Taishang Huang

In Chinese history, a Taishang Huang or Taishang Huangdi is an honorific and institution of retired emperorship.[1] The former emperor had, at least in name, abdicated in favor of someone else. Although technically no longer the reigning sovereign, there are instances where the retired emperor continued to exert considerable power, if not more than the reigning emperor.

The title Taishang Huangdi was first used when Qin Shi Huangdi bestowed it upon his deceased father, King Zhuangxiang.[2]

Emperor Gaozu of Han had also bestowed the title Taishang Huangdi on his then-living father Liu Taigong.[3] He bestowed it onto his father to express filial piety.[3] It was also intended to preserve the social hierarchy between father and son, as the former was a commoner and the latter was a dynastic founder.[3]

In 301, during the War of the Eight Princes, Sima Lun became the emperor by forcing his puppet Emperor Hui of Jin to become the Taishang Huang.[3] The title had strictly served as an honorific before, but it had become a tool of political infighting over the course of this incident.[2]

Another significant occurrence of development was in 399, when Lü Guang of Later Liang abdicated.[4] Lü Guang was old and had become mortally ill, but he wished to secure the transition of imperial power to his designated heir (the eldest son from his main consort) in the presence of another son who was older and posed a threat to the legitimate succession.[4] Even though Lü Guang failed in his efforts, this incident was the earliest example where imperial retirement served as a method to secure succession.[4]

During the Northern and Southern dynasties, this institution was employed by non-Han regimes in the north as a strategy to cast away from the tradition of the horizontal succession in favor of the Han tradition of a male primogenitor pattern of succession.[5] In contrast, due to their Han heritage, the southern regimes had no need to make use and never employed the institution as a means to stabilize successions.[5]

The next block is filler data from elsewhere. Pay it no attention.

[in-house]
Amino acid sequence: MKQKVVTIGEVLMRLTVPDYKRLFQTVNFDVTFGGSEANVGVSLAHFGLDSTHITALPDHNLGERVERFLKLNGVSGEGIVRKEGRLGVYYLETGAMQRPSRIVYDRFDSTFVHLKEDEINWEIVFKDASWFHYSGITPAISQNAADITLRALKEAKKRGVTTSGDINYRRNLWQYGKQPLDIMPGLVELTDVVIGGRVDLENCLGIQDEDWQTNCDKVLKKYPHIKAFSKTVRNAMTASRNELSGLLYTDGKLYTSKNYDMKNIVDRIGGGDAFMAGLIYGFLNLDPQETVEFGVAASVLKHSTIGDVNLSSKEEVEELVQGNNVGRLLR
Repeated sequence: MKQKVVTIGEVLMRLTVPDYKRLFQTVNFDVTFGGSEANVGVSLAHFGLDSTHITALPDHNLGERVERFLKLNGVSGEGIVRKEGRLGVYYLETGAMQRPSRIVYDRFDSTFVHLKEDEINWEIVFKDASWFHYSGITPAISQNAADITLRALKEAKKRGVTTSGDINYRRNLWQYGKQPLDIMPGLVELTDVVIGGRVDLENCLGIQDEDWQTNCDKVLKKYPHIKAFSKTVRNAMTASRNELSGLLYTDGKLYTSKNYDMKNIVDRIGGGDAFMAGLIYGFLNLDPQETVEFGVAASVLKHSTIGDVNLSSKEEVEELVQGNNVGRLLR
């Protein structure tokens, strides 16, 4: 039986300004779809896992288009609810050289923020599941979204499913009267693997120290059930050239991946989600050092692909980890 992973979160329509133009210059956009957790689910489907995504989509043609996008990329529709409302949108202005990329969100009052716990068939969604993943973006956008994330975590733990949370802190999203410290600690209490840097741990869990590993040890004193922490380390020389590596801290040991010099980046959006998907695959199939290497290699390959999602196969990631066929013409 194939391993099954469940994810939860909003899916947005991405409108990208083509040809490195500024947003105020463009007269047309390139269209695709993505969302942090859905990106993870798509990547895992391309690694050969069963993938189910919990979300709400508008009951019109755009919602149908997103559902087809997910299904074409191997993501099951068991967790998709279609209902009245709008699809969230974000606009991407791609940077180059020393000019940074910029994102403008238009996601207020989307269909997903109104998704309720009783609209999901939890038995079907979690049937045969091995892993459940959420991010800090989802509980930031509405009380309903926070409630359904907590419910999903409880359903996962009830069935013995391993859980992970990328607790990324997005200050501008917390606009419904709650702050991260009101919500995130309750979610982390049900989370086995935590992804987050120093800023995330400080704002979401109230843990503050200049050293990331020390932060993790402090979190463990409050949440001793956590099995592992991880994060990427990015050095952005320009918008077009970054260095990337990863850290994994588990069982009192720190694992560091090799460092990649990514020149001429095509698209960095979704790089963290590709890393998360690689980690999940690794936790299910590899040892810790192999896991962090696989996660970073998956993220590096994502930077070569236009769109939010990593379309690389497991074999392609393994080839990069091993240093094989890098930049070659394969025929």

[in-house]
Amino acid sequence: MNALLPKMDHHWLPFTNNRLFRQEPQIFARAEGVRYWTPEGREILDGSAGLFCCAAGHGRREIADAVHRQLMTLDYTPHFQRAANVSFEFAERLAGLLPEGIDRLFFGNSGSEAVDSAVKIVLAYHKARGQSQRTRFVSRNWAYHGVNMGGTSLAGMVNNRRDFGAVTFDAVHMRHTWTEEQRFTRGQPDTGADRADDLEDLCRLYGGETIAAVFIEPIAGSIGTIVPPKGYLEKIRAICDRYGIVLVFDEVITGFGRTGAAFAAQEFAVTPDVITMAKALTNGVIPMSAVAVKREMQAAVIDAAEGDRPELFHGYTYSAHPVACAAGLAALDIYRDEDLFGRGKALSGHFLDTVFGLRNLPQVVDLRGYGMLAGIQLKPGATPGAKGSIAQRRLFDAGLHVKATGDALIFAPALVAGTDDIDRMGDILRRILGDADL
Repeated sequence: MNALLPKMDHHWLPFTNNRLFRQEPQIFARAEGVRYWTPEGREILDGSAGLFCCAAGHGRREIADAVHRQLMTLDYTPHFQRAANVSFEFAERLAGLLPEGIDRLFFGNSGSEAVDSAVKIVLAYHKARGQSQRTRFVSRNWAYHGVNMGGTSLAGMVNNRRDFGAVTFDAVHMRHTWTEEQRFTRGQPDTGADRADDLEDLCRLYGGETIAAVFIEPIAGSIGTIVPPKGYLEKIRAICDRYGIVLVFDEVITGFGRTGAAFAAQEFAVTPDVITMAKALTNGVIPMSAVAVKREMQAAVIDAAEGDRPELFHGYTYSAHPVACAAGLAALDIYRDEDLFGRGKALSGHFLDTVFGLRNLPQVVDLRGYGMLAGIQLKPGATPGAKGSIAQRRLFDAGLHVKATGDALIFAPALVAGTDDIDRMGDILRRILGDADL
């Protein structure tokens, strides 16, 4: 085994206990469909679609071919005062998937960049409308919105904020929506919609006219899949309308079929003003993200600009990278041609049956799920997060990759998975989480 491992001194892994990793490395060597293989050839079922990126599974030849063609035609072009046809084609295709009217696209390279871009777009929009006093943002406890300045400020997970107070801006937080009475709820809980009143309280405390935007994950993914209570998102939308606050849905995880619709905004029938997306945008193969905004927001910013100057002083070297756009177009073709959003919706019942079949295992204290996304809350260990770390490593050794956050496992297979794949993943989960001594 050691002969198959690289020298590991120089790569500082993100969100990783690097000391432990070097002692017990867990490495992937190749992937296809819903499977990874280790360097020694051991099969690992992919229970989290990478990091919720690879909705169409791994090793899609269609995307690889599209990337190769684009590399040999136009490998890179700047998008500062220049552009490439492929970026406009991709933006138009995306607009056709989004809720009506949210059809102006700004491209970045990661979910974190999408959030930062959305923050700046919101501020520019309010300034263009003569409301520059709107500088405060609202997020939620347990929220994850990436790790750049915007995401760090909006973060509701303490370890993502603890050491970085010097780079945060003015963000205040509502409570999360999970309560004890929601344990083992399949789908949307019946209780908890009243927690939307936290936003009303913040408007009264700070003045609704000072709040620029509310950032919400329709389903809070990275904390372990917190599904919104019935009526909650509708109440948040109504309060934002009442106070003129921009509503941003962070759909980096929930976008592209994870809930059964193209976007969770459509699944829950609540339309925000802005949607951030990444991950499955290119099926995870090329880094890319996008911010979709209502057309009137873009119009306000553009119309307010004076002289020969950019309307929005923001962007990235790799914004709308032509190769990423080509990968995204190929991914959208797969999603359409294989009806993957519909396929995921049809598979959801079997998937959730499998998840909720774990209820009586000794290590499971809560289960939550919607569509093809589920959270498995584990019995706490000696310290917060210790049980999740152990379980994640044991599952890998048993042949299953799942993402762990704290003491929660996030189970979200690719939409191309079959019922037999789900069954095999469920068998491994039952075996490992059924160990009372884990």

In 617, Li Yuan (later Emperor Gaozu of Tang) bestowed the title Taishang Huang upon Emperor Yang of Sui in absentia.[3] Here, Li Yuan used the honorific as a legitimating cover for his seizure of power, in which the newly-installed Yang You served as his puppet emperor.[6] In 626 during the Xuanwu Gate Incident, Prince Li Shimin of Tang led his armed men in a coup for the throne.[3][7] During the course of the coup, he succeeded in killing his rival brothers, Crown Prince Li Jiancheng and Prince Li Yuanji.[7] Within three days, Emperor Gaozu created Li Shimin as his heir.[7] On the ninth day of the eight month, Emperor Gaozu abdicated in favor for his son Li Shimin (who became Emperor Taizong).[7] He remained as Taishang Huang until his death in 635.[3][7] He would only appear for ceremonial functions at court.[7] In 712, Emperor Ruizong of the Tang dynasty retired in favor for his son who became Emperor Xuanzong.[4] In 756, during the An Lushan Rebellion, Emperor Xuanzong went into retirement while he was in Shu (present-day Sichuan).[4] His son, who was leading a military campaign in the northeast of Gansu at the time, would ascend the throne as Emperor Suzong.[4]

In modern Chinese history after 1949, Deng Xiaoping has been called Taishang Huang in a pejorative context because he wielded much of his power without assuming the titles normally taken on by China's paramount leader, and because he belonged to Mao Zedong's generation of leaders but wielded influence over leaders who were a generation below him.[8] The term has also been applied to other Communist Party senior officials without formal titles who were seen as meddling in the affairs of their successors, such as Chen Yun[9] and Jiang Zemin.[10]

Instances of Chinese rulers who were granted the title Taishang Huang and/or Taishang Huangdi: